CANBERRA, Australia — A Somali refugee was critically injured when she set herself on fire at an Australian immigration camp on the Pacific island nation of Nauru three days after an Iranian refugee died of injuries sustained in a similar apparent protest, officials said.
The 21-year-old woman was flown 4,500 kilometres (2,800 miles) from Nauru to the Australian city of Brisbane on Tuesday after setting herself on fire on Monday, the Nauru and Australia governments said.
A 23-year-old man died in the same Royal Brisbane Hospital on Friday after setting himself alight two days earlier in an apparent protest over Australia’s strict asylum seeker policies.
His actions were a protest intended to coincide with a visit to the island by representatives of the U.N. refugee agency, Nauru’s government said.
“Both patients have received the utmost care, treatment and consideration both in Nauru and in Australia,” Australian Immigration Minister Peter Dutton told reporters.
Refugee Action Coalition spokesman Ian Rintoul said that in November the woman had suffered serious head injuries on Nauru and had been flown to Brisbane for treatment.
She was among three refugees who were taken from a Brisbane immigration detention centre where she was recuperating on Wednesday last week and flown back to Nauru, Rintoul said.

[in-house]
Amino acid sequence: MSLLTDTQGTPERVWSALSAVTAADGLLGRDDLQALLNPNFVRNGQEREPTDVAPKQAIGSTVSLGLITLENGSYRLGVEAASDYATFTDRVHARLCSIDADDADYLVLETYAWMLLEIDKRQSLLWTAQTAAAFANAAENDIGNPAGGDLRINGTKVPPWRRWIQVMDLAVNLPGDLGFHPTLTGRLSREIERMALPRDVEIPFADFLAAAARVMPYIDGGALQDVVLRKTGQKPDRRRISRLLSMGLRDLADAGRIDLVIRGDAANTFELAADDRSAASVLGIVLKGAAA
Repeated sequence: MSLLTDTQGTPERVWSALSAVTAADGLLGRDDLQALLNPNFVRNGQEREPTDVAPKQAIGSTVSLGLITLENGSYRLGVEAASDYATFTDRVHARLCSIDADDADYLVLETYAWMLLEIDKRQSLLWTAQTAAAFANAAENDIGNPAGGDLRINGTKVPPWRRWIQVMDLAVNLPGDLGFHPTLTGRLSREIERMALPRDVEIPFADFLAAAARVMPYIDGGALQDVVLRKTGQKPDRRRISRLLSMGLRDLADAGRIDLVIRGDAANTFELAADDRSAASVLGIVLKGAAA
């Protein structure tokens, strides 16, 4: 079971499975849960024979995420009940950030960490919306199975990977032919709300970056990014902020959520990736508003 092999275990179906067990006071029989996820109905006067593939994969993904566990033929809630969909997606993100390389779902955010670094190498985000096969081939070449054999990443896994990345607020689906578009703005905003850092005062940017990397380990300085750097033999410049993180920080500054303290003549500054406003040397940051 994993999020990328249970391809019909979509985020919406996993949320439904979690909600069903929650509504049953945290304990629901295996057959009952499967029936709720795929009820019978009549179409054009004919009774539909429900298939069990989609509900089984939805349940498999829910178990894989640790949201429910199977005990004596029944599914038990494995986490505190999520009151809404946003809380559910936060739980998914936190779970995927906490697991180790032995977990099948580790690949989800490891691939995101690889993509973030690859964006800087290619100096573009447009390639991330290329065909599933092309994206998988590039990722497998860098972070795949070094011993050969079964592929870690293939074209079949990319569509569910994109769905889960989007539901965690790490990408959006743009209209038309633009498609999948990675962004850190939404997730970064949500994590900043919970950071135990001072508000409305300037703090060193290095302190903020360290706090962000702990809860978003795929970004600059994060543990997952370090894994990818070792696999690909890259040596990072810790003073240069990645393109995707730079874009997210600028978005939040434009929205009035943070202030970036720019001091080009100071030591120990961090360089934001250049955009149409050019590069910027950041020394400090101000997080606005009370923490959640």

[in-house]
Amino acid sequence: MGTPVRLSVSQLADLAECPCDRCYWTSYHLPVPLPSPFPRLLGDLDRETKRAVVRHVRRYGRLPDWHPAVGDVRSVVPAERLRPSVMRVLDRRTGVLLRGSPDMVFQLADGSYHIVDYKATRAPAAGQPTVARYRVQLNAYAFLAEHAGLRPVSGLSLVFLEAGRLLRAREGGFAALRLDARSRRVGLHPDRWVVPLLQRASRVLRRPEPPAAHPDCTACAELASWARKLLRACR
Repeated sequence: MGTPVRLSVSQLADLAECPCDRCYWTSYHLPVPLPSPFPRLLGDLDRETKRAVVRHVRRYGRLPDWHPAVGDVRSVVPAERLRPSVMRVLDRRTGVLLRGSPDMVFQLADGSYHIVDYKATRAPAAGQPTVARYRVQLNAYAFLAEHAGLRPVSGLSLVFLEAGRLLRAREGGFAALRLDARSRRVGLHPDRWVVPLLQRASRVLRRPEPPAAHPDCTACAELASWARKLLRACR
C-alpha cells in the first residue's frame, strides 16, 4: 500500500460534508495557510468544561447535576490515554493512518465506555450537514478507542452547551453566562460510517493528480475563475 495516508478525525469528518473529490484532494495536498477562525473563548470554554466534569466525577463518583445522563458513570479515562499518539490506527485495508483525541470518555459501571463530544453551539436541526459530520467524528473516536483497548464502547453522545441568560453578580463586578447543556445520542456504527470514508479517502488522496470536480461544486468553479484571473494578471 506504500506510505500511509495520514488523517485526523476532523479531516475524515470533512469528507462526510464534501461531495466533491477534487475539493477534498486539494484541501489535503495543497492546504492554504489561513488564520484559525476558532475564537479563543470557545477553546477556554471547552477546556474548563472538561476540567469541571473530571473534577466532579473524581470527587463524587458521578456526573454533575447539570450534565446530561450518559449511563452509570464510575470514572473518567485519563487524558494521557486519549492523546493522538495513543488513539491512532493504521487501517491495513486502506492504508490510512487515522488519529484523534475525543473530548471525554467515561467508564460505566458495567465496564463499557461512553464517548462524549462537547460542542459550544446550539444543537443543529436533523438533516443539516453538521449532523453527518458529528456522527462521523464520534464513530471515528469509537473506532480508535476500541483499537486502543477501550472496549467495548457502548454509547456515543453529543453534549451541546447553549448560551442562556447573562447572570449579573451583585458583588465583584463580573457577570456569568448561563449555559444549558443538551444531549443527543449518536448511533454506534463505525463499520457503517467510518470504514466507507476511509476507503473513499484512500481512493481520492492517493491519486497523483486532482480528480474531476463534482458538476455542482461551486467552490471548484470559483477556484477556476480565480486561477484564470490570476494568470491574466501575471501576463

“She was on 24-hour mental health watch because of a number of attempts at suicide inside the Brisbane Immigration Transit Accommodation,” Rintoul said. “It raises particular questions about the duty of care.”
Australia refuses to accept asylum seekers who try to reach its shores by boat and pays Nauru and Papua New Guinea to hold them in immigration camps instead.
The divisive policy has faced fresh criticism in the wake of the man’s death and a court decision last week that dubbed Australia’s detention of asylum seekers on Papua New Guinea’s Manus Island as unconstitutional.
Papua New Guinea’s Prime Minister Peter O’Neill said he would close the Manus centre after the island nation’s Supreme Court ruled that detaining asylum seekers and refugees there was a violation of their constitutional right to personal liberty.
The decision has sent Australian officials scrambling to find a solution, with O’Neill asking Australia to immediately make alternative arrangements for the centre’s 900 detainees.